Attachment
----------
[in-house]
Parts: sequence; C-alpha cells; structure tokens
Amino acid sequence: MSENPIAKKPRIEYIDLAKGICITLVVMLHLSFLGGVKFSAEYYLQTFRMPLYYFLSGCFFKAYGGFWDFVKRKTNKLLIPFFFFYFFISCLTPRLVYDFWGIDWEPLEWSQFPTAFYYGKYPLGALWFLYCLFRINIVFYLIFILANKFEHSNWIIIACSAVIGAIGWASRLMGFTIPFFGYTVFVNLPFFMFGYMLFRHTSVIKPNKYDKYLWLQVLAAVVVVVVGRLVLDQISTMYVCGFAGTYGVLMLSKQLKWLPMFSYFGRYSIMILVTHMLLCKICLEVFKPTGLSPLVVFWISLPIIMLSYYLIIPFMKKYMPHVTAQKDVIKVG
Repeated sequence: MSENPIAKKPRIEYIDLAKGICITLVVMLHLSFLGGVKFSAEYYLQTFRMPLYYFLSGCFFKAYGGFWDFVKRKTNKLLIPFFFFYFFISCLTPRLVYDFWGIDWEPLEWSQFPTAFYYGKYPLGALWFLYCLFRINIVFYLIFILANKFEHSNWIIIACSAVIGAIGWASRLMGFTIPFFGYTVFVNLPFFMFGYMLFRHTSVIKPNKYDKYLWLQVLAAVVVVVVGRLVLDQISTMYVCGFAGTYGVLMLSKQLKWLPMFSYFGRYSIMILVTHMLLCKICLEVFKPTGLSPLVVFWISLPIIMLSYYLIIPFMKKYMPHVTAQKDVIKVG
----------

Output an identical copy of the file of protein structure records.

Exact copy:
[in-house]
Parts: sequence; C-alpha cells; structure tokens
Amino acid sequence: MSENPIAKKPRIEYIDLAKGICITLVVMLHLSFLGGVKFSAEYYLQTFRMPLYYFLSGCFFKAYGGFWDFVKRKTNKLLIPFFFFYFFISCLTPRLVYDFWGIDWEPLEWSQFPTAFYYGKYPLGALWFLYCLFRINIVFYLIFILANKFEHSNWIIIACSAVIGAIGWASRLMGFTIPFFGYTVFVNLPFFMFGYMLFRHTSVIKPNKYDKYLWLQVLAAVVVVVVGRLVLDQISTMYVCGFAGTYGVLMLSKQLKWLPMFSYFGRYSIMILVTHMLLCKICLEVFKPTGLSPLVVFWISLPIIMLSYYLIIPFMKKYMPHVTAQKDVIKVG
Repeated sequence: MSENPIAKKPRIEYIDLAKGICITLVVMLHLSFLGGVKFSAEYYLQTFRMPLYYFLSGCFFKAYGGFWDFVKRKTNKLLIPFFFFYFFISCLTPRLVYDFWGIDWEPLEWSQFPTAFYYGKYPLGALWFLYCLFRINIVFYLIFILANKFEHSNWIIIACSAVIGAIGWASRLMGFTIPFFGYTVFVNLPFFMFGYMLFRHTSVIKPNKYDKYLWLQVLAAVVVVVVGRLVLDQISTMYVCGFAGTYGVLMLSKQLKWLPMFSYFGRYSIMILVTHMLLCKICLEVFKPTGLSPLVVFWISLPIIMLSYYLIIPFMKKYMPHVTAQKDVIKVG